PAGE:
The remembering self uses the peak-end rule, placing more importance on the end of an experience than any other part. It also suffers duration neglect, where the length of an experience is disregarded.
In a study, people were given the option of two painful procedures. One lasts eight minutes and gradually increases in pain until the end. The second lasts twenty-four minutes and has the same intensity of pain but in the middle. Most people will choose the second procedure.
The remembering self will also choose options that value the memory of an experience, more than the experience itself. Likewise, it will choose to suffer pain if that pain can be erased from memory.
Asking people about overall life satisfaction is an important measure in many studies. But System 1 tends to replace this difficult question with an easier one. The remembering self answers about how they have felt recently.
Kahneman proposes a better methodology for prompting the experience self. He has conducted studies that ask people to reconstruct their previous day. This gives a better measure of well-being and happiness and has resulted in better insights into how this is affected.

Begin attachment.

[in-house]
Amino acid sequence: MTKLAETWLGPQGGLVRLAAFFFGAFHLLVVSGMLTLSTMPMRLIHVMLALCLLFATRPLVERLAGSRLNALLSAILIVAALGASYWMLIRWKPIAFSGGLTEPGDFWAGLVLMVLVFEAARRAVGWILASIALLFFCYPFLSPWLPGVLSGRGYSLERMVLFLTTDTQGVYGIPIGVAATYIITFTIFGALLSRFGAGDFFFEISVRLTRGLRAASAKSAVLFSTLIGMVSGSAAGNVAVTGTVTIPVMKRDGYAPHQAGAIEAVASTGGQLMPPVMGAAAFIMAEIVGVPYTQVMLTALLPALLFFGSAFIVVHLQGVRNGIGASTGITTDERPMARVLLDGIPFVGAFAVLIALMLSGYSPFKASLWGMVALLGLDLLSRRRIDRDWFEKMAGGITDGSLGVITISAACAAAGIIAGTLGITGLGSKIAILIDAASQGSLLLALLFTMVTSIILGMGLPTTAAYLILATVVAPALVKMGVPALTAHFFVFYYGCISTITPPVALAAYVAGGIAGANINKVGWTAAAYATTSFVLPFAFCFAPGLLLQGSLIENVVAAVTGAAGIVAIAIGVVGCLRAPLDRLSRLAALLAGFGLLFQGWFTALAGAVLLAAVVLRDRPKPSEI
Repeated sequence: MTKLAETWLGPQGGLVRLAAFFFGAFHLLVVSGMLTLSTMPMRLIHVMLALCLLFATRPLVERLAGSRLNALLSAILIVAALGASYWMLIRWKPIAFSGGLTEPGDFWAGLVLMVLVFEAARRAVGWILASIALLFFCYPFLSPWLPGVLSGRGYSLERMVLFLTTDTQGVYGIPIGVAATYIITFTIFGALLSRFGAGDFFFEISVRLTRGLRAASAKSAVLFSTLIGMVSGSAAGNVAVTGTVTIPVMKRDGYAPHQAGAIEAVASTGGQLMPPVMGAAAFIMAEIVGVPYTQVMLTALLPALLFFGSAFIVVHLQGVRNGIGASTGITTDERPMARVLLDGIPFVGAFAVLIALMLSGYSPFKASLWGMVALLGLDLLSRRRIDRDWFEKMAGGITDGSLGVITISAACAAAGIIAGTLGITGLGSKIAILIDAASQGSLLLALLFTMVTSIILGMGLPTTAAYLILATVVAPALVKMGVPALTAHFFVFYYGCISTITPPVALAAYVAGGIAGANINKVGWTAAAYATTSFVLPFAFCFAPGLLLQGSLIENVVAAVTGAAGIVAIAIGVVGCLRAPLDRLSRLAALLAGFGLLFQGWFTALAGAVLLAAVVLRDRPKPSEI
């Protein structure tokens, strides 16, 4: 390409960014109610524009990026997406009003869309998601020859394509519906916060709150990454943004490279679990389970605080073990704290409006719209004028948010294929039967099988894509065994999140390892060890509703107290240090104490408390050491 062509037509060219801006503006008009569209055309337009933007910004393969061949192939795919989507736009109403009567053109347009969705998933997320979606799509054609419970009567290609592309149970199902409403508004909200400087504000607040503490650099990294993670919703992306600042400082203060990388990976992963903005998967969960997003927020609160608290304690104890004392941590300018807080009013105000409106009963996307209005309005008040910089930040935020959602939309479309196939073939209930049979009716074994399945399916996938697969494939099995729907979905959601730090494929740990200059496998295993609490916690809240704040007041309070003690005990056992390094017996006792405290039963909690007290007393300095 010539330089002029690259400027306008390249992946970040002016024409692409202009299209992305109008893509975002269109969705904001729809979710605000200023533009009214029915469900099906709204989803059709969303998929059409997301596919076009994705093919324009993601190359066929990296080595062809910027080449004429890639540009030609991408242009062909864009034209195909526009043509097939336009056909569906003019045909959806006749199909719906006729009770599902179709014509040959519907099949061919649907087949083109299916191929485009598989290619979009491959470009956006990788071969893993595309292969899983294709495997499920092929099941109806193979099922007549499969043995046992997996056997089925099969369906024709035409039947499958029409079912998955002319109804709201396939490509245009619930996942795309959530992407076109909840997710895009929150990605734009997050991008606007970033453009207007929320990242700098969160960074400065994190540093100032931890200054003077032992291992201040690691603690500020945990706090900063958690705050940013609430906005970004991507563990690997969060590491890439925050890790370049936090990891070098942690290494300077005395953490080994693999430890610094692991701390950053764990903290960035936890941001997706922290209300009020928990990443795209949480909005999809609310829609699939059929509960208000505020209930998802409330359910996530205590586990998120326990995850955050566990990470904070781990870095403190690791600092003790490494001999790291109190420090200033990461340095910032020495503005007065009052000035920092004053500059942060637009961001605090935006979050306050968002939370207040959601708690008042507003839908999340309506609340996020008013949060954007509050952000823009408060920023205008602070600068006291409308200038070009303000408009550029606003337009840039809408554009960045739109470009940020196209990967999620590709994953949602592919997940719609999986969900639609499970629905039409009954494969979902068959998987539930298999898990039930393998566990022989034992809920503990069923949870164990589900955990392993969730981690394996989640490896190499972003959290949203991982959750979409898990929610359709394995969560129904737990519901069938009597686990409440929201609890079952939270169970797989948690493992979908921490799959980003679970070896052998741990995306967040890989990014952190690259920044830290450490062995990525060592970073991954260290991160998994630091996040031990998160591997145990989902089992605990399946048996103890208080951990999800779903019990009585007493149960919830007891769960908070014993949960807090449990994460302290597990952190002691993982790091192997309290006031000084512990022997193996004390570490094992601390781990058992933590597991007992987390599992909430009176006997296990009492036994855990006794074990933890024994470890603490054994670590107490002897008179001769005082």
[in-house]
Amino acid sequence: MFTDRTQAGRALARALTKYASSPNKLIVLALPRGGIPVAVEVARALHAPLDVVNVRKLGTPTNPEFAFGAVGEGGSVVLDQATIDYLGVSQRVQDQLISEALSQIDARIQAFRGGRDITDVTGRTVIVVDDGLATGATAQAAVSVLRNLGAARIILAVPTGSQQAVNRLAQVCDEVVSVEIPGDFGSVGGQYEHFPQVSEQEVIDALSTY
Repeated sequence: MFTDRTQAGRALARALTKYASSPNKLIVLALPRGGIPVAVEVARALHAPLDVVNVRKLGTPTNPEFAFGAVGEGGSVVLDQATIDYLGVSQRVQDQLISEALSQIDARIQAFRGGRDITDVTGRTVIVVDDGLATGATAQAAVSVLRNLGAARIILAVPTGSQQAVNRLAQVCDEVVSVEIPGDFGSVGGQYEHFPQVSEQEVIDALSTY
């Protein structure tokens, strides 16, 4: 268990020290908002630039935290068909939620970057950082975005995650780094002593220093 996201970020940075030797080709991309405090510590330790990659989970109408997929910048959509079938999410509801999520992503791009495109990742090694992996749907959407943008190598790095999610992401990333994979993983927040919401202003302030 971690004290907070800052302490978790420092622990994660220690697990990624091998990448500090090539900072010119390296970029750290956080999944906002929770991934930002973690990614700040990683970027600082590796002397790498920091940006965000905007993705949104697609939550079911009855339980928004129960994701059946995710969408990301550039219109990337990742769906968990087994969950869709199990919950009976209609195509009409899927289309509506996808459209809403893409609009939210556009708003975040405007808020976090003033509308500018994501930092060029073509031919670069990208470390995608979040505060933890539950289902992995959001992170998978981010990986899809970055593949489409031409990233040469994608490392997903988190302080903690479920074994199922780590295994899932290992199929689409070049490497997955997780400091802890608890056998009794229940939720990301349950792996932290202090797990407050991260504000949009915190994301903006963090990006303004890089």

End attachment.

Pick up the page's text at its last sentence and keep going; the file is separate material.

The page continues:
Thinking, Fast and Slow Contents
Thinking, Fast and Slow has 37 main chapters in 5 parts…
Part 1: Two Systems
- The Characters of the Story
- Attention and Effort
- The Lazy Controller
- The Associative Machine
- Cognitive Ease
- Norms, Surprises, and Causes
- A Machine for Jumping to Conclusions
- How Judgments Happen
- Answering an Easier Question
Part 2: Heuristics and Biases
- The Law of Small Numbers
- The Science of Availability
- Availability, Emotion, and Risk
- Tom W’s Specialty
- Linda: Less Is More
- Causes Trump Statistics
- Regression to the Mean
- Taming Intuitive Predictions
Part 3: Overconfidence
- The Illusion of Understanding
- The Illusion of Validity
- Intuitions vs. Formulas
- Expert Intuition: When Can We Trust It?
- The Outside View
- The Engine of Capitalism Part
Part 4: Choices
- Bernoulli’s Errors
- Prospect Theory
- The Endowment Effect
- Bad Events
- The Fourfold Pattern
- Rare Events
- Risk Policies
- Keeping Score
- Frames and Reality
Part 5: Two Selves
- Two Selves
- Life as a Story
- Experienced Well-Being
- Thinking About Life
Appendix A: Judgment Under Uncertainty